German Wine Glasses- A Brief History
German wine glasses are a huge part of history. Pour yourself a glass of Bordeaux and let’s dive in.
I love wine and I love history. And I especially love it when they get all tangled up together. I just finished inhaling Wine & War.
This book launched me down a rabbit hole of research about the Third Reich’s drinking habits. To the Google’s.
I poured myself a glass of wine and dove right in.
Amazing, a must read. It reads like a Tom Clancy novel only wine is the hero. Sorry Jack Ryan, if I have to choose between you and wine . . .
When the Germans stormed into France in 1940, they weren’t just coming to occupy. They were coming to plunder all the greatest French wines — Champagne, Bordeaux and Burgundy.
Ah, but the French are a cunning people. They conceived ways to deceive their German occupiers.
The French walled up entire wine cellars with bricks, buried their wines under gardens, and even sunk their wine in ponds.
In the compulsory shipments of wine bound for Germany, the French resistance did everything from putting “good” labels on “bad” wines, to diluting wines, or loading full wine barrels onto Germany-bound trains, and then siphoning the contents so the barrels would arrive empty.
Talk about a risky business!
But the French were as smart as they were devious. They didn’t mess with the wines bound for the Third Reich’s top leadership — because apparently, those guys were wine snobs.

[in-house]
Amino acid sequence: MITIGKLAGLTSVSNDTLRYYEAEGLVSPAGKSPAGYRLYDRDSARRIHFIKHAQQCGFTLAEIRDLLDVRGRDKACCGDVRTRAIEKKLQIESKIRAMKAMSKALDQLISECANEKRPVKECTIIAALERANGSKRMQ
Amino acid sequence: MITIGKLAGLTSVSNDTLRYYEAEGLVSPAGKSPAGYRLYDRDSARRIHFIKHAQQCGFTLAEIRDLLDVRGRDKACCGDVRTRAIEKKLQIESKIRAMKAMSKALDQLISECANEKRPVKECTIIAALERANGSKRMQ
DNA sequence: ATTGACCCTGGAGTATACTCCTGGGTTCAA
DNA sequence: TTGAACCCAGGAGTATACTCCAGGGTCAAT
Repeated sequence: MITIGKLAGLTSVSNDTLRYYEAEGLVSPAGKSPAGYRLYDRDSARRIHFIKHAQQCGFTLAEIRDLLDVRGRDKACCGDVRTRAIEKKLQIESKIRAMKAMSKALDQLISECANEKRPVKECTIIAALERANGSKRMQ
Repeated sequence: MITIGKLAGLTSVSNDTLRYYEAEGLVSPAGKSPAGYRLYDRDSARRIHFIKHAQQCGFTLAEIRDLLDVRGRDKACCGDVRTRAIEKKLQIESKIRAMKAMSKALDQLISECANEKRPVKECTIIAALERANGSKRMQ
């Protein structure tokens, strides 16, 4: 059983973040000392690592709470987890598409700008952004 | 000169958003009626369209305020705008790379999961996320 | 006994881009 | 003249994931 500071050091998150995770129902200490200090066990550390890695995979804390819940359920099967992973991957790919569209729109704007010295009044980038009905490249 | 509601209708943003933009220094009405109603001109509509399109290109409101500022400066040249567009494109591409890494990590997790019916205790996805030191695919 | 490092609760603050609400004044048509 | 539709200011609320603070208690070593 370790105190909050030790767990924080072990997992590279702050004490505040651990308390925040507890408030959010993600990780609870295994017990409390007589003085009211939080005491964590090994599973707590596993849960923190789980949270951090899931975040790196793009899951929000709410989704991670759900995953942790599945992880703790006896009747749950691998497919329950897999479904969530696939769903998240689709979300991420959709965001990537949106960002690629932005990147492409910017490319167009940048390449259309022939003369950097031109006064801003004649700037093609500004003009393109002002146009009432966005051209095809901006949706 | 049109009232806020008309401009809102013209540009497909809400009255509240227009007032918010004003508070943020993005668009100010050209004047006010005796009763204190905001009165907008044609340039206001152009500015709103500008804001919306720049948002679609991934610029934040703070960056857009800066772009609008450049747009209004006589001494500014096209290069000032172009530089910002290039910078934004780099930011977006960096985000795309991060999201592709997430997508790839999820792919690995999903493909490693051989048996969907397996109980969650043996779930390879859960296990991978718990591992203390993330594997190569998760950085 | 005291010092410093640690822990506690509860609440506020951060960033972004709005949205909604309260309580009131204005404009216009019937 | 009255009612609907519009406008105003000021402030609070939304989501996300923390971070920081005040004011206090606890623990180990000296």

German Wine Glasses, And The Men Who Loved Them
The Führer himself wasn’t much of a drinker. Only occasional sips of wine and beer.
Apparently, Hitler’s crazy was fueled by cake. That’s something he and Rasputin had in common. Go figure. But his staff . . . they could put away some good wine.
Joseph Goebbels preferred Burgundy, while Hermann Göring fancied Bordeaux, particularly Chateau Lâfite Rothschild (and also cake). And Joachim von Ribbentrop loved Champagne.
While Googling all of this, I came across a photo of Herr Führer’s wineglasses.
They sold at auction a couple of years ago for nearly $13,000. Yes, three zeros. So . . . after you shell out $13,000 for the Führer’s wine glasses (assuming you have one hell of a certificate of authenticity), what do you do with them?
Do you drink out of them? I don’t think I could drink out of them . . . evil dictator germs don’t just wash off, you know.
The creepiness factor hovers at about 10 out of 10. So what does that leave? Throw them in the china cabinet next to grandma’s Wedgewood?
What do you think? Could you drink out of the Führer’s wineglasses?
If you haven’t read Wine & War carve out some alone time this weekend and dig in. You won’t be sorry!
German Wine Glasses
I do have several German made wine glasses in my collection of over 200 glasses because they are quality made and very unique. The antiques are certainly collectibles.
If you are trying to get your hands on quality German made wine glasses, Zwiesel wine glasses are the top of the line.
The German brand Zwiesel has been making top quality glassware since 1872. Ask any regular wine drinker about glasses, and they’ll bring up Schott Zwiesel as the most reliable and consistent brand. These all-purpose wine glasses are a popular choice for both reds and whites.
Roemer wine glasses are highly searched and sought after. You can buy newer Roemer wine glasses on Amazon of course.
German Wine Glasses FAQ
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